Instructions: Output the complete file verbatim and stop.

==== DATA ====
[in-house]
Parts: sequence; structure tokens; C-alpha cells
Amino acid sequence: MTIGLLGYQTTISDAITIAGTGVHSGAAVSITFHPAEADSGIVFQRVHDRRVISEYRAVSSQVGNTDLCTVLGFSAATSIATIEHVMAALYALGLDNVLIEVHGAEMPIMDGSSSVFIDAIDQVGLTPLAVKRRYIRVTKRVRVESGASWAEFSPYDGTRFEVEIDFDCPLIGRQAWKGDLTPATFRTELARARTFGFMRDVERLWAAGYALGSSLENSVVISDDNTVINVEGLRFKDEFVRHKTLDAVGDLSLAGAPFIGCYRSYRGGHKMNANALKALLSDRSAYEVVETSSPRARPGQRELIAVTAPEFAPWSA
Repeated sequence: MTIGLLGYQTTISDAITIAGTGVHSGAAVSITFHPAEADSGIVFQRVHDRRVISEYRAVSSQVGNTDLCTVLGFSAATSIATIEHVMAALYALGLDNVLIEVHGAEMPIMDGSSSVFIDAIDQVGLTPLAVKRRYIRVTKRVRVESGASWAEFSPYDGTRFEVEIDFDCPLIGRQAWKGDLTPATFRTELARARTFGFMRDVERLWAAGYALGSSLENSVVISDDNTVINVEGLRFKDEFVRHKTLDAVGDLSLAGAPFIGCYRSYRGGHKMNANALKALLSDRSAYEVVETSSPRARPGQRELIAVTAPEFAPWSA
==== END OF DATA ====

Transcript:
[in-house]
Parts: sequence; structure tokens; C-alpha cells
Amino acid sequence: MTIGLLGYQTTISDAITIAGTGVHSGAAVSITFHPAEADSGIVFQRVHDRRVISEYRAVSSQVGNTDLCTVLGFSAATSIATIEHVMAALYALGLDNVLIEVHGAEMPIMDGSSSVFIDAIDQVGLTPLAVKRRYIRVTKRVRVESGASWAEFSPYDGTRFEVEIDFDCPLIGRQAWKGDLTPATFRTELARARTFGFMRDVERLWAAGYALGSSLENSVVISDDNTVINVEGLRFKDEFVRHKTLDAVGDLSLAGAPFIGCYRSYRGGHKMNANALKALLSDRSAYEVVETSSPRARPGQRELIAVTAPEFAPWSA
Repeated sequence: MTIGLLGYQTTISDAITIAGTGVHSGAAVSITFHPAEADSGIVFQRVHDRRVISEYRAVSSQVGNTDLCTVLGFSAATSIATIEHVMAALYALGLDNVLIEVHGAEMPIMDGSSSVFIDAIDQVGLTPLAVKRRYIRVTKRVRVESGASWAEFSPYDGTRFEVEIDFDCPLIGRQAWKGDLTPATFRTELARARTFGFMRDVERLWAAGYALGSSLENSVVISDDNTVINVEGLRFKDEFVRHKTLDAVGDLSLAGAPFIGCYRSYRGGHKMNANALKALLSDRSAYEVVETSSPRARPGQRELIAVTAPEFAPWSA